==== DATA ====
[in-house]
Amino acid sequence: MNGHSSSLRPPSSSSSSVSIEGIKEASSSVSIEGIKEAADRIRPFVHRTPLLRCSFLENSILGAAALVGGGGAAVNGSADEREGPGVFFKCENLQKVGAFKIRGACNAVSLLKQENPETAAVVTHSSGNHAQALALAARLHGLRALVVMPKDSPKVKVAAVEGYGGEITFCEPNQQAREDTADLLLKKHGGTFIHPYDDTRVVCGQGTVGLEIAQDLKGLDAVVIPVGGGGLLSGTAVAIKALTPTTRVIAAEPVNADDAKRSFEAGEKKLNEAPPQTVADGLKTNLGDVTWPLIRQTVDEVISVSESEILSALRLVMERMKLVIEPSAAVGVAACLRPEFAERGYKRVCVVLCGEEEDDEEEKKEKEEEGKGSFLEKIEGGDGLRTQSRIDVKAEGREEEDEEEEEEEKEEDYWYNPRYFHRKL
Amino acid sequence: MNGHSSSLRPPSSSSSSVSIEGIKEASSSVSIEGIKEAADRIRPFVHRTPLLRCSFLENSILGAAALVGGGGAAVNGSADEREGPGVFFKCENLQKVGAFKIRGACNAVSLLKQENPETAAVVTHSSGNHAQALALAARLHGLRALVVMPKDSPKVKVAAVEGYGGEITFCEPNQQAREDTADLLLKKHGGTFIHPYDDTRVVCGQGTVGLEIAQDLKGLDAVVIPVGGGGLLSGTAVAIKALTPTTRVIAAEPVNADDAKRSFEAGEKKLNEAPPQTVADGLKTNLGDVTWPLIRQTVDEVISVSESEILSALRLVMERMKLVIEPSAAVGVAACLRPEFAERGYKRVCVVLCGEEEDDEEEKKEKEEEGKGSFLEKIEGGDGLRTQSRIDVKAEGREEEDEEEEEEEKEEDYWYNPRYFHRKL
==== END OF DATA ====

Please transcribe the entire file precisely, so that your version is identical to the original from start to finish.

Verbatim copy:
[in-house]
Amino acid sequence: MNGHSSSLRPPSSSSSSVSIEGIKEASSSVSIEGIKEAADRIRPFVHRTPLLRCSFLENSILGAAALVGGGGAAVNGSADEREGPGVFFKCENLQKVGAFKIRGACNAVSLLKQENPETAAVVTHSSGNHAQALALAARLHGLRALVVMPKDSPKVKVAAVEGYGGEITFCEPNQQAREDTADLLLKKHGGTFIHPYDDTRVVCGQGTVGLEIAQDLKGLDAVVIPVGGGGLLSGTAVAIKALTPTTRVIAAEPVNADDAKRSFEAGEKKLNEAPPQTVADGLKTNLGDVTWPLIRQTVDEVISVSESEILSALRLVMERMKLVIEPSAAVGVAACLRPEFAERGYKRVCVVLCGEEEDDEEEKKEKEEEGKGSFLEKIEGGDGLRTQSRIDVKAEGREEEDEEEEEEEKEEDYWYNPRYFHRKL
Amino acid sequence: MNGHSSSLRPPSSSSSSVSIEGIKEASSSVSIEGIKEAADRIRPFVHRTPLLRCSFLENSILGAAALVGGGGAAVNGSADEREGPGVFFKCENLQKVGAFKIRGACNAVSLLKQENPETAAVVTHSSGNHAQALALAARLHGLRALVVMPKDSPKVKVAAVEGYGGEITFCEPNQQAREDTADLLLKKHGGTFIHPYDDTRVVCGQGTVGLEIAQDLKGLDAVVIPVGGGGLLSGTAVAIKALTPTTRVIAAEPVNADDAKRSFEAGEKKLNEAPPQTVADGLKTNLGDVTWPLIRQTVDEVISVSESEILSALRLVMERMKLVIEPSAAVGVAACLRPEFAERGYKRVCVVLCGEEEDDEEEKKEKEEEGKGSFLEKIEGGDGLRTQSRIDVKAEGREEEDEEEEEEEKEEDYWYNPRYFHRKL